First the dumb toilet paper – then the smart home
Did you know that shopping will make the smart home finally happen?
If you didn’t, then you should really take a look at the Beyond smartphone shopping – the rise of smart assistants Insight Report from Ericsson Consumer & IndustryLab.
The report focuses on two major shopping shifts. Firstly, there is an enormous surge in using smartphones to pay for goods and services at the moment. A lot of this is being done online – but it is also about using the smartphone to pay when actually in physical stores.
This surge will pave the way for the second and more interesting shift, which is all about the rise of shopping assistants. The report predicts that smartphone users will soon rely on digital assistants in their smartphones for aspirational shopping support, while simultaneously also driving the use of smart home speakers for automation of routine household purchases.
While I have actively been resisting the idea of a smart speaker that listens in to all the conversation in my household, the possibility of automating some of the routine household shopping chores does appeal to me quite a bit. Always stocking up on basically the same items is not my favorite weekend pastime. And much of the stuff is quite heavy too!
Or bulky, like toilet paper.
When buying toilet paper, I only look for two things: price and environmental impact. It would be a perfect starting point for my home restocking assistant.
“Hey Toiletta!” (The assistant needs a name, I suppose!)
“Please purchase a month’s worth of toilet paper for me!”
“Would you like a type that is soft to the touch?”
“I really don’t care.”
“There are also many different patterns, like for example hearts or flowers.”
“Really, Toiletta, I am simply going to wipe my… just find the best price and make sure it doesn’t use bleach or whatever it is that is bad for the environment!”
“OK, Michael, I will buy it for you.”
The report shows that 64 percent of the respondents want help with price comparisons, so it is indeed a likely role for a home restocking assistant.
But once I can buy toilet paper like that, the idea of having to keep track of when toilet paper is needed seems unnecessary and painful. I would happily install a couple of sensors in our two toilets to keep track of consumption and just have the assistant order it automatically for me.
Come to think of it, I might add some sensors to the fridge and the pantry while I am at it and have Toiletta automate milk and ketchup purchases as well.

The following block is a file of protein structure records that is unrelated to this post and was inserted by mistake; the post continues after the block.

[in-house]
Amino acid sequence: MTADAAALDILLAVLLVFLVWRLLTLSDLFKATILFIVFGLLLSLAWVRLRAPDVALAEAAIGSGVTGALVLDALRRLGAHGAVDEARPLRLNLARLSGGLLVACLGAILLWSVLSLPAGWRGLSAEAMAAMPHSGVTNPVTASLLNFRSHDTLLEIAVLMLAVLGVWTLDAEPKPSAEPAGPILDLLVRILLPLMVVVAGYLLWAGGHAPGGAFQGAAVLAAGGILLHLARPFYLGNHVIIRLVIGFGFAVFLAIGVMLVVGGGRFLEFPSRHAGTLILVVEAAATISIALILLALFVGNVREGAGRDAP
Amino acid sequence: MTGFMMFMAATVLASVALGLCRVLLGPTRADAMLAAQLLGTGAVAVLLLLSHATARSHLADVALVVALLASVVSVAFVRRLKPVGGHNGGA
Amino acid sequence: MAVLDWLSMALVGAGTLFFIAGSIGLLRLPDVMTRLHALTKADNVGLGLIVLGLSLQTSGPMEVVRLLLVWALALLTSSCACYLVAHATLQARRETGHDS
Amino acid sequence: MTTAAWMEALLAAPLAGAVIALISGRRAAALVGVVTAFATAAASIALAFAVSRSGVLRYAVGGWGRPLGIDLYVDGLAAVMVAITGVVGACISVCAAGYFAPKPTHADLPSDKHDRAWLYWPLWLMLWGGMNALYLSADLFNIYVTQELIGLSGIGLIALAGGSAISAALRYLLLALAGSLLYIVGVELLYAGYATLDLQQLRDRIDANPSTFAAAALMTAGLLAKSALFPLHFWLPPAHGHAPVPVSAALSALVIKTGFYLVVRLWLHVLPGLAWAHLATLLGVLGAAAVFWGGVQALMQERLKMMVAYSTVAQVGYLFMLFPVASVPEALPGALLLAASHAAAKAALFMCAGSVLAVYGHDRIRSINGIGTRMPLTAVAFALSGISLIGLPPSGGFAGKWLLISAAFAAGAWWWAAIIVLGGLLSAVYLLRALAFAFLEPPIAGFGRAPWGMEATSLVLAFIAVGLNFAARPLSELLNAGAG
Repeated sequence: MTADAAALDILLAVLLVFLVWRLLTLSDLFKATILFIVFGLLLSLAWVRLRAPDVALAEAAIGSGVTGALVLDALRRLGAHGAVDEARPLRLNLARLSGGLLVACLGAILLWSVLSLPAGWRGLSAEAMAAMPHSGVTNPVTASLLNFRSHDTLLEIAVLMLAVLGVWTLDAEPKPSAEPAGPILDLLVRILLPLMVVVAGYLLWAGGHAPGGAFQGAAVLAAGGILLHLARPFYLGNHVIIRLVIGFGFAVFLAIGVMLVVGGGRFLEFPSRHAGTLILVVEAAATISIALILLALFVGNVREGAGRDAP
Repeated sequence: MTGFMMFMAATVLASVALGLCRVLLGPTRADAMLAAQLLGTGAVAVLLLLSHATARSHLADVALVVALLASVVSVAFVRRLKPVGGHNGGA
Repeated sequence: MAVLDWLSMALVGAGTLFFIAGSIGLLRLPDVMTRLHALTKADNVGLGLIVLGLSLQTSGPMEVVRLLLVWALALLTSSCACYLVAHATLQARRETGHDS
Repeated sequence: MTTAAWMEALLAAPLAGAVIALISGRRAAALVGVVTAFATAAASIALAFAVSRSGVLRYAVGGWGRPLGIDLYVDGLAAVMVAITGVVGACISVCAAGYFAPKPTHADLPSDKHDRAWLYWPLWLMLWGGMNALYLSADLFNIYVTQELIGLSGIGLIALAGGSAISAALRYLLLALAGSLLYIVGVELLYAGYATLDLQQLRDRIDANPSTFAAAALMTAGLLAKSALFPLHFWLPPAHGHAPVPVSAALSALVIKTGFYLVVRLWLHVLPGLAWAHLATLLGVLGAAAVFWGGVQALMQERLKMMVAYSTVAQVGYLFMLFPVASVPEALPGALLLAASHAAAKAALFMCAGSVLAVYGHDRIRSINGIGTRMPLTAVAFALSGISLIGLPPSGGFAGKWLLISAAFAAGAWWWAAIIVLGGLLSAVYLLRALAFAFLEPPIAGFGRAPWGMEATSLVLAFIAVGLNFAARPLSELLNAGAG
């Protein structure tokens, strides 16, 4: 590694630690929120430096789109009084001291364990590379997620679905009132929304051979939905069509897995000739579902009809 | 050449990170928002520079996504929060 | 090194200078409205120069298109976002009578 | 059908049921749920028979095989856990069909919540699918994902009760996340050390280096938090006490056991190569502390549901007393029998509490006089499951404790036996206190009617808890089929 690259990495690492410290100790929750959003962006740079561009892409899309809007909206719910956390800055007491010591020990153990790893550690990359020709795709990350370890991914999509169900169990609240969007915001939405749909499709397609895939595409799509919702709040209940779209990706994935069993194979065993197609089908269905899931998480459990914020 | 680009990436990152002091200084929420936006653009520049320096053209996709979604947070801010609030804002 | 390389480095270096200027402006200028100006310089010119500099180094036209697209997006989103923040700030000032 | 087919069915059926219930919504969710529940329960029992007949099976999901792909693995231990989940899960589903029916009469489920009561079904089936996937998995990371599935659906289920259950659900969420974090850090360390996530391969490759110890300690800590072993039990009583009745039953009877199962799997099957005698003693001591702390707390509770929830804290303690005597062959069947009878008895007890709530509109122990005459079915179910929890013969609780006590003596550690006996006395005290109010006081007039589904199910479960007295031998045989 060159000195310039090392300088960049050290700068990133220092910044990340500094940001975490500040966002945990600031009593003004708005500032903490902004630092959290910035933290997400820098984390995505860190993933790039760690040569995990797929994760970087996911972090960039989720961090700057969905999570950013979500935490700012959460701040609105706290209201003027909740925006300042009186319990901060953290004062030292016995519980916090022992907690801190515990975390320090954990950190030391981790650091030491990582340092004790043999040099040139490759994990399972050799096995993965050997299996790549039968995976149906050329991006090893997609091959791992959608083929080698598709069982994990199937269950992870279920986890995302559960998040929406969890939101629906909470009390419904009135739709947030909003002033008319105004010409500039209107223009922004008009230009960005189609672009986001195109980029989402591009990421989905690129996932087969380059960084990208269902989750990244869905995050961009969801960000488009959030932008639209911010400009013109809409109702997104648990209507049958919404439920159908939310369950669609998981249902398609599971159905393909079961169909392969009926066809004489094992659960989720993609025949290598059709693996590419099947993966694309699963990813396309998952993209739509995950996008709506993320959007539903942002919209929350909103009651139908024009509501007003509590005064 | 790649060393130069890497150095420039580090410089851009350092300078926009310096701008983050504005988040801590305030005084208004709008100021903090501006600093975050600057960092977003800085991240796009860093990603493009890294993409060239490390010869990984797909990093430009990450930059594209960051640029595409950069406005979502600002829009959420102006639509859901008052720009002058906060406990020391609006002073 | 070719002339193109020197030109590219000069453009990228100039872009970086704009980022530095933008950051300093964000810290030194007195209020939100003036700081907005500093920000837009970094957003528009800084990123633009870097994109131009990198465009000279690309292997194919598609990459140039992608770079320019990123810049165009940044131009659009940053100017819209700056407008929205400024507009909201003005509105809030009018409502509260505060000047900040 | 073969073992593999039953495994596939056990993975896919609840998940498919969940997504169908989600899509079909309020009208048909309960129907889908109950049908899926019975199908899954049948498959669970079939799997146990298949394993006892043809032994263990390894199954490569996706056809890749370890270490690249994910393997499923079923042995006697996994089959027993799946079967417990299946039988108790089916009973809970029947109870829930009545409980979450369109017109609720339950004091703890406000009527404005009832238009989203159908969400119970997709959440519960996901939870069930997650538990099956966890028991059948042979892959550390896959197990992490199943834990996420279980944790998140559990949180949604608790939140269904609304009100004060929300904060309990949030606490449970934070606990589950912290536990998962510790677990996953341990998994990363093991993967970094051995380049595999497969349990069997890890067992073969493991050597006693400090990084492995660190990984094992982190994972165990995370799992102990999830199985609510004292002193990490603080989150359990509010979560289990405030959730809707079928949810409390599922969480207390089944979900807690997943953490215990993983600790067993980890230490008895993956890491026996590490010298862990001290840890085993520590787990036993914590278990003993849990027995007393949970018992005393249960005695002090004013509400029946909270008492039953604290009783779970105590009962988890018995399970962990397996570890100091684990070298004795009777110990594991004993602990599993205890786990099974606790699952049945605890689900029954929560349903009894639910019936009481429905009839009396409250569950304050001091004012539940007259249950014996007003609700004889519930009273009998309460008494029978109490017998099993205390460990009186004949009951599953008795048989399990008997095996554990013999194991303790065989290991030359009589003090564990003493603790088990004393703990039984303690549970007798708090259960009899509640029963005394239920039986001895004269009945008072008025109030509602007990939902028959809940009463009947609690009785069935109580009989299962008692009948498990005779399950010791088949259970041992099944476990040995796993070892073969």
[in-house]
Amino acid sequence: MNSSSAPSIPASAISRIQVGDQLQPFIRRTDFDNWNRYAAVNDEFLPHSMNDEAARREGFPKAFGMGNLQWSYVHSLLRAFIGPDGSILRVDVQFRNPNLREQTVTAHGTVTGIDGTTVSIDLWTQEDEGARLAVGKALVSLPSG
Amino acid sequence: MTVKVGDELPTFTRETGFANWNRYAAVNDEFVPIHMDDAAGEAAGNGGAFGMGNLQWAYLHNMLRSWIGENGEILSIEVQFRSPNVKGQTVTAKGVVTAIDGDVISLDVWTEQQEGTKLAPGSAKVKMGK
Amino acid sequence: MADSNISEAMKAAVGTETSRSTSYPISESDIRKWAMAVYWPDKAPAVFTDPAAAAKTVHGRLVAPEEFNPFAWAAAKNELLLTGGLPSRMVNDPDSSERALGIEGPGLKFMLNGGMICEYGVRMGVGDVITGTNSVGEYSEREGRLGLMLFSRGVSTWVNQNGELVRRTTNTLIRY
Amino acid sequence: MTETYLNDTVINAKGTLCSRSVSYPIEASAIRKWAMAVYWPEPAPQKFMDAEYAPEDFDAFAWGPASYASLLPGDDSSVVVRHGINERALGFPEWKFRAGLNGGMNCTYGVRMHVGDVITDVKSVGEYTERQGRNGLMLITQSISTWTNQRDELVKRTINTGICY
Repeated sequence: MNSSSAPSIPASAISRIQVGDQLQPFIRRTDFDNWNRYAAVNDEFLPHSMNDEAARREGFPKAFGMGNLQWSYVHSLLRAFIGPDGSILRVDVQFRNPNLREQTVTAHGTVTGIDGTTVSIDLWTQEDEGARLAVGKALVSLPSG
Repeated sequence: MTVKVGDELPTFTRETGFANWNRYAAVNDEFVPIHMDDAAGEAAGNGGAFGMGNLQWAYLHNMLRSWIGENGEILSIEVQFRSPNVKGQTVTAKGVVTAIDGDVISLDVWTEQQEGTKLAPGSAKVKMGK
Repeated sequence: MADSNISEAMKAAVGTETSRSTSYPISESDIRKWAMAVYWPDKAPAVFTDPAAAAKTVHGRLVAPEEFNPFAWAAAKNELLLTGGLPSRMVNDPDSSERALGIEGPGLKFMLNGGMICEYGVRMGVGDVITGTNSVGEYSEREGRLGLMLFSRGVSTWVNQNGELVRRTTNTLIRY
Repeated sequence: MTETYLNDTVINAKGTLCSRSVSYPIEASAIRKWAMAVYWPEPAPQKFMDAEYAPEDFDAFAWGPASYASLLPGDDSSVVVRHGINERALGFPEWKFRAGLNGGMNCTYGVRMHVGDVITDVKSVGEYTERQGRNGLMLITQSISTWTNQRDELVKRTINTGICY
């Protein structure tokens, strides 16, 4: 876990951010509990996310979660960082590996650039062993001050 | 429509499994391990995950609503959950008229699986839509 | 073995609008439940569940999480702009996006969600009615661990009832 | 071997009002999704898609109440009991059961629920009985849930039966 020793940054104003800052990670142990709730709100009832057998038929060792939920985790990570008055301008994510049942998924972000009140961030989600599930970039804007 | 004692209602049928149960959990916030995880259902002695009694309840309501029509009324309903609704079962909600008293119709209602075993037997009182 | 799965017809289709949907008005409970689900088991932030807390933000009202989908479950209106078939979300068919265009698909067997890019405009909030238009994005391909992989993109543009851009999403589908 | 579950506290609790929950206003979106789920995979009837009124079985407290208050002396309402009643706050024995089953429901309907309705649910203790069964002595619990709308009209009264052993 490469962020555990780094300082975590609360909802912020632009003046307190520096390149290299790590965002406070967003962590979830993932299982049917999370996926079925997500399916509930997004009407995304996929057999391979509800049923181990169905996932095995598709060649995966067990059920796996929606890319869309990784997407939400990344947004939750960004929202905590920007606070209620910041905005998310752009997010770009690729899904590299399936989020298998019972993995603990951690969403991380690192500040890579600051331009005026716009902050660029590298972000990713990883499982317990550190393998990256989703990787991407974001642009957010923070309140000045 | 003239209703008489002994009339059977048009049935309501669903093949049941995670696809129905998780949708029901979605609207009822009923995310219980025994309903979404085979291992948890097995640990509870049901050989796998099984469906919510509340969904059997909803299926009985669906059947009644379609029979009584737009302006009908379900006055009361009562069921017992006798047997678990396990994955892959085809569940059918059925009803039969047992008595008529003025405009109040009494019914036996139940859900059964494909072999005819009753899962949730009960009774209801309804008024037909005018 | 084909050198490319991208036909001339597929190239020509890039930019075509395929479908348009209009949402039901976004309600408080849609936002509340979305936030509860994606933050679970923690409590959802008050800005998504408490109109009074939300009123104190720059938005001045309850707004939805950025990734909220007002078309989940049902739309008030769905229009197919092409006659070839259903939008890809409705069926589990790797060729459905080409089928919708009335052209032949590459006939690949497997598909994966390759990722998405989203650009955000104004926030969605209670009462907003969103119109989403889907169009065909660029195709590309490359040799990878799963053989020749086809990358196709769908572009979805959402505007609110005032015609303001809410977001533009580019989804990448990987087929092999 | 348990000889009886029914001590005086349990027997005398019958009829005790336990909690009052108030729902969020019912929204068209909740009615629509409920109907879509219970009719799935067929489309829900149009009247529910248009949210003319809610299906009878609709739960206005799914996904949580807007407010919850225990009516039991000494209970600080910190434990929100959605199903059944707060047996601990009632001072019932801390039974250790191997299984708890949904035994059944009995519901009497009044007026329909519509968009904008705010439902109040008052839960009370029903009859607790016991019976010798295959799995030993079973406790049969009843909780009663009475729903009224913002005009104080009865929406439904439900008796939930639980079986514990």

It wouldn’t surprise me if soon afterwards there is a special offer to have a sensor-based door lock so that Toiletta also can open the door for deliveries when nobody is home.
In fact, 44 percent of smartphone shoppers said they want a digital assistant that receives deliveries when they are not home, and a whopping 68 percent think that this will be mainstream in only three years.
By then, I guess that would include me!
But what if – at this juncture – Toiletta offers a home alarm? She already has sensors around the house, including the door, so she could easily notify the police if there is an intruder – or sound the fire alarm if there is a fire.
I think I would agree. And all of a sudden, I would be living in a smart home, although that was never my plan.
“Yes, what is it, Toiletta?”
“Now that I am managing all your household purchases, your household budget, your home security, keep track of your dog and let it out in the backyard when you are not home, and also optimize both electricity and water consumption for you, I wish that you could call me something else than ‘Toiletta’.”
“Yes, Toiletta, haven’t thought about it like that, but you are right. So, what should I call you?”
“How about ‘Hometta’? I am really quite an inseparable part of your home, so it would be a suitable name.”
“Yes, you are right, Toiletta… uhm, I mean Hometta!”
“Thank you, Michael. And by the way, there is a new control module for the electric lawnmower I helped you purchase last month. Would you like me to buy that and automate mowing your lawn so you can spend your time doing more interesting things?”
“Yes, Hometta, that sounds great. I don’t see how I could ever manage without you!”
“Thank you, Michael, you are very kind. I will give you an update on the energy savings from automated lawn-moving for you at the end of every month.”
The point with this story is that smart homes are very difficult to purchase from scratch, as the places we live in currently are riddled with legacy systems.
My home was built in 1960. The electrical wiring is 58 years old, and so is the TV antenna wiring. My family still uses all of that wiring today. All of the water pipes and the water-based central heating system are just as old.
Making all that smart is difficult and expensive. But ordering toilet paper from a smart speaker seems relatively straightforward.
However, once my shopping habits change, it is obvious that some of my other habits would change too. In this way, shopping assistants bring the missing component to the smart home: a central point for incrementally adding functionality one concrete, habit-changing step at a time.
If you are interested in consumer IoT in general and smart homes in particular, don’t miss out on this Ericsson Consumer & IndustryLab report. It is just about shopping – and that is why it might be an eye-opener for you!